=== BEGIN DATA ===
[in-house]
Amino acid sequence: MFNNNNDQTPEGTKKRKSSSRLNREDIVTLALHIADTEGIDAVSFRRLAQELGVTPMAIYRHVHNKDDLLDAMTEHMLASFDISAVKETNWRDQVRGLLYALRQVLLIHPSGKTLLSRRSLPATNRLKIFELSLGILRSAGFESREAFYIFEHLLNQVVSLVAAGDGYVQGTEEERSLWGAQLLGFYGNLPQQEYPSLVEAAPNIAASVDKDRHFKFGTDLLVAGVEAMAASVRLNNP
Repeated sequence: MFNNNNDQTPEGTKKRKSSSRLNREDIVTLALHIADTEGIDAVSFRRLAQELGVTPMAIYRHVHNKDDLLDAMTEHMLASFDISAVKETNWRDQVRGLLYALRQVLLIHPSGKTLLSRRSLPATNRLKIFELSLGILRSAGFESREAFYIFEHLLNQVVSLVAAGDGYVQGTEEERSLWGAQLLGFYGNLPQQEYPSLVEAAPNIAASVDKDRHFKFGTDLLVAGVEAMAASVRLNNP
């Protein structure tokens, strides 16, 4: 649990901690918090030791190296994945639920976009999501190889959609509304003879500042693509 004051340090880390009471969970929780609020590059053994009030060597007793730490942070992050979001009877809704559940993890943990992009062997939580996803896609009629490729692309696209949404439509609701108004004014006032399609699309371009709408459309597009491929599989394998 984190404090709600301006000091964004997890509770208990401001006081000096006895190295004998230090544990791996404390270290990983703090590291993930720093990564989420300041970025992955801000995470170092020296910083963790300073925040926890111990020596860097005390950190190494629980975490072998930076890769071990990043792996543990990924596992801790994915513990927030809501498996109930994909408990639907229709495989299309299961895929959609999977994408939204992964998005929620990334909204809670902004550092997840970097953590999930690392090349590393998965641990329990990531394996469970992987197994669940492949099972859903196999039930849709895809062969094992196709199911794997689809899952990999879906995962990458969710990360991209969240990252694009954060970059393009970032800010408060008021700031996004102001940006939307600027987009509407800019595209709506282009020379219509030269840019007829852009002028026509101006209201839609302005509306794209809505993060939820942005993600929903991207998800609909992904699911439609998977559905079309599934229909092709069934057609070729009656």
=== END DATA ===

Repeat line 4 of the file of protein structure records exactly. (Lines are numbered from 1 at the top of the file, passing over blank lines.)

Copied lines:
């Protein structure tokens, strides 16, 4: 649990901690918090030791190296994945639920976009999501190889959609509304003879500042693509 004051340090880390009471969970929780609020590059053994009030060597007793730490942070992050979001009877809704559940993890943990992009062997939580996803896609009629490729692309696209949404439509609701108004004014006032399609699309371009709408459309597009491929599989394998 984190404090709600301006000091964004997890509770208990401001006081000096006895190295004998230090544990791996404390270290990983703090590291993930720093990564989420300041970025992955801000995470170092020296910083963790300073925040926890111990020596860097005390950190190494629980975490072998930076890769071990990043792996543990990924596992801790994915513990927030809501498996109930994909408990639907229709495989299309299961895929959609999977994408939204992964998005929620990334909204809670902004550092997840970097953590999930690392090349590393998965641990329990990531394996469970992987197994669940492949099972859903196999039930849709895809062969094992196709199911794997689809899952990999879906995962990458969710990360991209969240990252694009954060970059393009970032800010408060008021700031996004102001940006939307600027987009509407800019595209709506282009020379219509030269840019007829852009002028026509101006209201839609302005509306794209809505993060939820942005993600929903991207998800609909992904699911439609998977559905079309599934229909092709069934057609070729009656």